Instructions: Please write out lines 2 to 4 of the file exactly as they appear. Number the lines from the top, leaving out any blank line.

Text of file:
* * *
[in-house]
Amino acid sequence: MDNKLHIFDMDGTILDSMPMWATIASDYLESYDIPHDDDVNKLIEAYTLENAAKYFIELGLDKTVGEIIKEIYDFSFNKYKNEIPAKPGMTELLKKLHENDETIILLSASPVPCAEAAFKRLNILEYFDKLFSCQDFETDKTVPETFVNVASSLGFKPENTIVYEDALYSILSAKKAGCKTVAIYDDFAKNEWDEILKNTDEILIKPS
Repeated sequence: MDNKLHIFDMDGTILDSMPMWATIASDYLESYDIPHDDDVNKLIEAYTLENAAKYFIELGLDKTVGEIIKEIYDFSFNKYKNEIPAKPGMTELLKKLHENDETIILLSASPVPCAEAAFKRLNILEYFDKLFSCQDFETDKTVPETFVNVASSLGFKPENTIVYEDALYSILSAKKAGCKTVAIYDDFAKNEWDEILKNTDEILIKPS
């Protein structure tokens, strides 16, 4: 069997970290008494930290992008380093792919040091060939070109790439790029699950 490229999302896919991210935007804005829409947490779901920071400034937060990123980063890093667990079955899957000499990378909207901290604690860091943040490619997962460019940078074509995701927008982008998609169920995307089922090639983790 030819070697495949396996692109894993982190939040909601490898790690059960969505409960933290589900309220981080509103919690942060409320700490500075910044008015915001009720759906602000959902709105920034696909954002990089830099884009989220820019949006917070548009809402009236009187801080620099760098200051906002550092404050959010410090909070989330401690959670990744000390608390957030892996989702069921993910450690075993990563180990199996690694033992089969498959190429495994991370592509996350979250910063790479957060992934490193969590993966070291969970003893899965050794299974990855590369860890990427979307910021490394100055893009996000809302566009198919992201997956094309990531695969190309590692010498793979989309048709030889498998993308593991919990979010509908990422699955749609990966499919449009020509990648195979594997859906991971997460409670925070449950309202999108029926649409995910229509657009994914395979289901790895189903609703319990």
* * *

Amino acid sequence: MDNKLHIFDMDGTILDSMPMWATIASDYLESYDIPHDDDVNKLIEAYTLENAAKYFIELGLDKTVGEIIKEIYDFSFNKYKNEIPAKPGMTELLKKLHENDETIILLSASPVPCAEAAFKRLNILEYFDKLFSCQDFETDKTVPETFVNVASSLGFKPENTIVYEDALYSILSAKKAGCKTVAIYDDFAKNEWDEILKNTDEILIKPS
Repeated sequence: MDNKLHIFDMDGTILDSMPMWATIASDYLESYDIPHDDDVNKLIEAYTLENAAKYFIELGLDKTVGEIIKEIYDFSFNKYKNEIPAKPGMTELLKKLHENDETIILLSASPVPCAEAAFKRLNILEYFDKLFSCQDFETDKTVPETFVNVASSLGFKPENTIVYEDALYSILSAKKAGCKTVAIYDDFAKNEWDEILKNTDEILIKPS
């Protein structure tokens, strides 16, 4: 069997970290008494930290992008380093792919040091060939070109790439790029699950 490229999302896919991210935007804005829409947490779901920071400034937060990123980063890093667990079955899957000499990378909207901290604690860091943040490619997962460019940078074509995701927008982008998609169920995307089922090639983790 030819070697495949396996692109894993982190939040909601490898790690059960969505409960933290589900309220981080509103919690942060409320700490500075910044008015915001009720759906602000959902709105920034696909954002990089830099884009989220820019949006917070548009809402009236009187801080620099760098200051906002550092404050959010410090909070989330401690959670990744000390608390957030892996989702069921993910450690075993990563180990199996690694033992089969498959190429495994991370592509996350979250910063790479957060992934490193969590993966070291969970003893899965050794299974990855590369860890990427979307910021490394100055893009996000809302566009198919992201997956094309990531695969190309590692010498793979989309048709030889498998993308593991919990979010509908990422699955749609990966499919449009020509990648195979594997859906991971997460409670925070449950309202999108029926649409995910229509657009994914395979289901790895189903609703319990």